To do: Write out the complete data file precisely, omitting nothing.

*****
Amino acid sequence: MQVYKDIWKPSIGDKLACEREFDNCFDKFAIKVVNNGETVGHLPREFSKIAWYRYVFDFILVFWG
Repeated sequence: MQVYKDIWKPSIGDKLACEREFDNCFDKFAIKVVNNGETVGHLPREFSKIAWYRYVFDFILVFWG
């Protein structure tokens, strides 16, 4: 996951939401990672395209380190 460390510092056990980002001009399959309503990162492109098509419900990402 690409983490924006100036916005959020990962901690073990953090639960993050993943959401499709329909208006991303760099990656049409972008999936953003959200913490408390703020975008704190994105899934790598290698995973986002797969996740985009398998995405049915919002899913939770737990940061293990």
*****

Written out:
Amino acid sequence: MQVYKDIWKPSIGDKLACEREFDNCFDKFAIKVVNNGETVGHLPREFSKIAWYRYVFDFILVFWG
Repeated sequence: MQVYKDIWKPSIGDKLACEREFDNCFDKFAIKVVNNGETVGHLPREFSKIAWYRYVFDFILVFWG
């Protein structure tokens, strides 16, 4: 996951939401990672395209380190 460390510092056990980002001009399959309503990162492109098509419900990402 690409983490924006100036916005959020990962901690073990953090639960993050993943959401499709329909208006991303760099990656049409972008999936953003959200913490408390703020975008704190994105899934790598290698995973986002797969996740985009398998995405049915919002899913939770737990940061293990």